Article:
- Latent domain models for statistical machine translation
- Award date
- 5 July 2017
- Number of pages
- Document type
- PhD thesis
- Faculty of Science (FNWI)
Interfacultary Research Institutes
- Institute for Logic, Language and Computation (ILLC)
A data-driven approach to model translation suffers from the data mismatch problem and demands domain adaptation techniques. Given parallel training data originating from a specific domain, training an MT system on the data would result in a rather suboptimal translation for other domains. But does suboptimality of translation happen only in such an extreme scenario of domain mismatch? This dissertation shows that training SMT systems on heterogeneous corpora (e.g. EuroParl) may also result in suboptimal performance of statistical translation systems. Specifically, it is clear that a word/phrase could be translated in different ways when it comes to different domains. The translation statistics induced from word alignment models and phrase-based models, however, reflect translation preferences aggregated over diverse domains in heterogeneous corpora. In this sense, they can be considered as coarse and domain-confused statistics.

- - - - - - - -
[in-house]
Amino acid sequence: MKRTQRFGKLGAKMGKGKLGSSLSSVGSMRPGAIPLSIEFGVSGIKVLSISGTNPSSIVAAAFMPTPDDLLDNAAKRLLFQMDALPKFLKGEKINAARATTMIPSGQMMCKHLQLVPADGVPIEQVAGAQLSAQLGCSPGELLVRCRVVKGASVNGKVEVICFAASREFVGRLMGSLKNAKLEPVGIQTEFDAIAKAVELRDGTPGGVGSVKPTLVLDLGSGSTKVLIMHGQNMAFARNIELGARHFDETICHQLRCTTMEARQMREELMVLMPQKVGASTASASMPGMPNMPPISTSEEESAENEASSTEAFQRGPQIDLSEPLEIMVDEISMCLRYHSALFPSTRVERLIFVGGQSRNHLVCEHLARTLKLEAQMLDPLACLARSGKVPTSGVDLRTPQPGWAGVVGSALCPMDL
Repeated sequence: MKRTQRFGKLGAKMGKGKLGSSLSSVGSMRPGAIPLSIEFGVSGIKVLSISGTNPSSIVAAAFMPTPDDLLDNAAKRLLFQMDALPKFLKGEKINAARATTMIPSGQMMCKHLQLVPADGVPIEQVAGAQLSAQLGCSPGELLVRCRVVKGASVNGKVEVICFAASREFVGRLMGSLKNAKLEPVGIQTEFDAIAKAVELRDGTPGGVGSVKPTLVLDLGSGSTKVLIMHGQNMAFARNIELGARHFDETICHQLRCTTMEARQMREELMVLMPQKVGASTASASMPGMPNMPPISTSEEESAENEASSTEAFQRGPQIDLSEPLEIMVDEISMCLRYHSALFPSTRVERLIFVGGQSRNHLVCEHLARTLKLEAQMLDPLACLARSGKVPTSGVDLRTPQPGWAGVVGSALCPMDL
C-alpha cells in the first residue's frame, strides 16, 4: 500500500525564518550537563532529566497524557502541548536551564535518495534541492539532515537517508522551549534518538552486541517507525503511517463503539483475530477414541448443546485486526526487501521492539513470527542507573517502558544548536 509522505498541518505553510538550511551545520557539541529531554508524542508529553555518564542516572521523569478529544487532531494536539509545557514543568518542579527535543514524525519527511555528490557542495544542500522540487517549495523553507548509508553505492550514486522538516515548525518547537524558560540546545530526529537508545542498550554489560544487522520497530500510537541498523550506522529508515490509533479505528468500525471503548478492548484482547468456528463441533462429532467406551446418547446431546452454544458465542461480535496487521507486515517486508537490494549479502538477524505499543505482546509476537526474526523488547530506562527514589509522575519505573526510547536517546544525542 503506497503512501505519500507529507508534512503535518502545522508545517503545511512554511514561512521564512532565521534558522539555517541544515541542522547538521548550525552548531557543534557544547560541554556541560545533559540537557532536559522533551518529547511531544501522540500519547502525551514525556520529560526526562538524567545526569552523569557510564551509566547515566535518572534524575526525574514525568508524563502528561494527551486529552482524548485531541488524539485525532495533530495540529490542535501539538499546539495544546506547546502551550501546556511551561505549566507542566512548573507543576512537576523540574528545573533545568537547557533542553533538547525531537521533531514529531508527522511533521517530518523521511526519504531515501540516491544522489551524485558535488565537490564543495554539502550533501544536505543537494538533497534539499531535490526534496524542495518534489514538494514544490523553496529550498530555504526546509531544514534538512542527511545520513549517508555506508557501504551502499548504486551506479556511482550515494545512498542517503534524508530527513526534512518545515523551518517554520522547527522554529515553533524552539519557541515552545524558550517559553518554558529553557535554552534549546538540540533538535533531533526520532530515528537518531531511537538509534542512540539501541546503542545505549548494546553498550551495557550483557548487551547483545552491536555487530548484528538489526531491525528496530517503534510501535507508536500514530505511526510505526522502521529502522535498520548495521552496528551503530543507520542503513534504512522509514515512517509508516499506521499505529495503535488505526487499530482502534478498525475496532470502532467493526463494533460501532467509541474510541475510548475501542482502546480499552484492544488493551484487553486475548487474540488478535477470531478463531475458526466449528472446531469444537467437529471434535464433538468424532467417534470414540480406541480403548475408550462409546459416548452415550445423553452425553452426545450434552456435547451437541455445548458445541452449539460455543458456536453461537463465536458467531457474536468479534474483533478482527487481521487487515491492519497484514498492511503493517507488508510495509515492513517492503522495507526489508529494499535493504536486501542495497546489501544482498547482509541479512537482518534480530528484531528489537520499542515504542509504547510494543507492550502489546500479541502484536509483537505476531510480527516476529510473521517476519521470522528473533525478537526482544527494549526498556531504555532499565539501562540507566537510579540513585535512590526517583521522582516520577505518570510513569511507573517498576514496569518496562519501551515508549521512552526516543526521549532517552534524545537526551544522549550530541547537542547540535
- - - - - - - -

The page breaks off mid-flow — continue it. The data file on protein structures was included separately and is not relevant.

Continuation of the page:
This dissertation shows that domain-confused statistics may harm performance of both word alignment and phrase-based models. Another important contribution of this dissertation is to provide a principled way to address the problem. We focus on learning the translation statistics with respect to each of diverse domains (i.e. domain-focused translation statistics). With our method of domain induction for translation, we present a comprehensive study of domain adaptation for statistical machine translation, including four specific case studies Data Selection, Phrase-Based Translation, Word Alignment and Rewarding Domain Invariance in translation.
Finally, we briefly describe Scorpio, the ILLC-UvA Adaptation System submitted to an adaptation task at WMT 2016, which participated with the language pair of English-Dutch. This system consolidates the ideas in the thesis on latent variable models for adaptation. Results validate the effective adaptation performance in a competitive setting.
- ILLC dissertation series DS-2017-06
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